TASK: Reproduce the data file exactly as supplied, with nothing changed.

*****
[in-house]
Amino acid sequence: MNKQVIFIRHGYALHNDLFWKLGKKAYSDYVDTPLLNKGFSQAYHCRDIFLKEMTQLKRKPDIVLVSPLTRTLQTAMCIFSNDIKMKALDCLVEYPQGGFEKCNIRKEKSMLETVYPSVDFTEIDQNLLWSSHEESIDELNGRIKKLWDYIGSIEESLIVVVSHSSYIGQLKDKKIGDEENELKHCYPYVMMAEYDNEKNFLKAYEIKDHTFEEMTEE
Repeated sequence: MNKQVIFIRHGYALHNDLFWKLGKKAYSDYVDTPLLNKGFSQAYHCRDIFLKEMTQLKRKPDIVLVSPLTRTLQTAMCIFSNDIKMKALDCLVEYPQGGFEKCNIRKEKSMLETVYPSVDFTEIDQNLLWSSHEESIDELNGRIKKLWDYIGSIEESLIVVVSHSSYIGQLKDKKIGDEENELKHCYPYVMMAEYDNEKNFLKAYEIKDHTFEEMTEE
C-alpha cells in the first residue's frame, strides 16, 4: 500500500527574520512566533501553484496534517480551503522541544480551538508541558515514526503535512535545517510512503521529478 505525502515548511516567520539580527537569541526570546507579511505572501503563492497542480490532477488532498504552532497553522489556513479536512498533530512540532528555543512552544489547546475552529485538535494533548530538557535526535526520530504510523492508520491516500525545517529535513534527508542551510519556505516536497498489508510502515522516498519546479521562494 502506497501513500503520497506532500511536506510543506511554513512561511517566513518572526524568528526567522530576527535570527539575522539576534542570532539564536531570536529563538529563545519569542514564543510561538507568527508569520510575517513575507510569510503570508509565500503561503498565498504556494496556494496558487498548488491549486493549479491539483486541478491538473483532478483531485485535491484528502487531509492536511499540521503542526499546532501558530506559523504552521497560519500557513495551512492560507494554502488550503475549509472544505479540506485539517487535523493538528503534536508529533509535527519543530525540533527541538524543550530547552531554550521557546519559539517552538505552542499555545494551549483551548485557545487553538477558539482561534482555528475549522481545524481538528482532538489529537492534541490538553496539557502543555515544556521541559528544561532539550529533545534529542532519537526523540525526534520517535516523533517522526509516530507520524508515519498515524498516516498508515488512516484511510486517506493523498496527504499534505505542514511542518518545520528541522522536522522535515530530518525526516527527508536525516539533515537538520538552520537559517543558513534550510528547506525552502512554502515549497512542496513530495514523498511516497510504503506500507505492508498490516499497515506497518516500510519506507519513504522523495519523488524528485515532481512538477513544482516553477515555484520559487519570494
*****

[in-house]
Amino acid sequence: MNKQVIFIRHGYALHNDLFWKLGKKAYSDYVDTPLLNKGFSQAYHCRDIFLKEMTQLKRKPDIVLVSPLTRTLQTAMCIFSNDIKMKALDCLVEYPQGGFEKCNIRKEKSMLETVYPSVDFTEIDQNLLWSSHEESIDELNGRIKKLWDYIGSIEESLIVVVSHSSYIGQLKDKKIGDEENELKHCYPYVMMAEYDNEKNFLKAYEIKDHTFEEMTEE
Repeated sequence: MNKQVIFIRHGYALHNDLFWKLGKKAYSDYVDTPLLNKGFSQAYHCRDIFLKEMTQLKRKPDIVLVSPLTRTLQTAMCIFSNDIKMKALDCLVEYPQGGFEKCNIRKEKSMLETVYPSVDFTEIDQNLLWSSHEESIDELNGRIKKLWDYIGSIEESLIVVVSHSSYIGQLKDKKIGDEENELKHCYPYVMMAEYDNEKNFLKAYEIKDHTFEEMTEE
C-alpha cells in the first residue's frame, strides 16, 4: 500500500527574520512566533501553484496534517480551503522541544480551538508541558515514526503535512535545517510512503521529478 505525502515548511516567520539580527537569541526570546507579511505572501503563492497542480490532477488532498504552532497553522489556513479536512498533530512540532528555543512552544489547546475552529485538535494533548530538557535526535526520530504510523492508520491516500525545517529535513534527508542551510519556505516536497498489508510502515522516498519546479521562494 502506497501513500503520497506532500511536506510543506511554513512561511517566513518572526524568528526567522530576527535570527539575522539576534542570532539564536531570536529563538529563545519569542514564543510561538507568527508569520510575517513575507510569510503570508509565500503561503498565498504556494496556494496558487498548488491549486493549479491539483486541478491538473483532478483531485485535491484528502487531509492536511499540521503542526499546532501558530506559523504552521497560519500557513495551512492560507494554502488550503475549509472544505479540506485539517487535523493538528503534536508529533509535527519543530525540533527541538524543550530547552531554550521557546519559539517552538505552542499555545494551549483551548485557545487553538477558539482561534482555528475549522481545524481538528482532538489529537492534541490538553496539557502543555515544556521541559528544561532539550529533545534529542532519537526523540525526534520517535516523533517522526509516530507520524508515519498515524498516516498508515488512516484511510486517506493523498496527504499534505505542514511542518518545520528541522522536522522535515530530518525526516527527508536525516539533515537538520538552520537559517543558513534550510528547506525552502512554502515549497512542496513530495514523498511516497510504503506500507505492508498490516499497515506497518516500510519506507519513504522523495519523488524528485515532481512538477513544482516553477515555484520559487519570494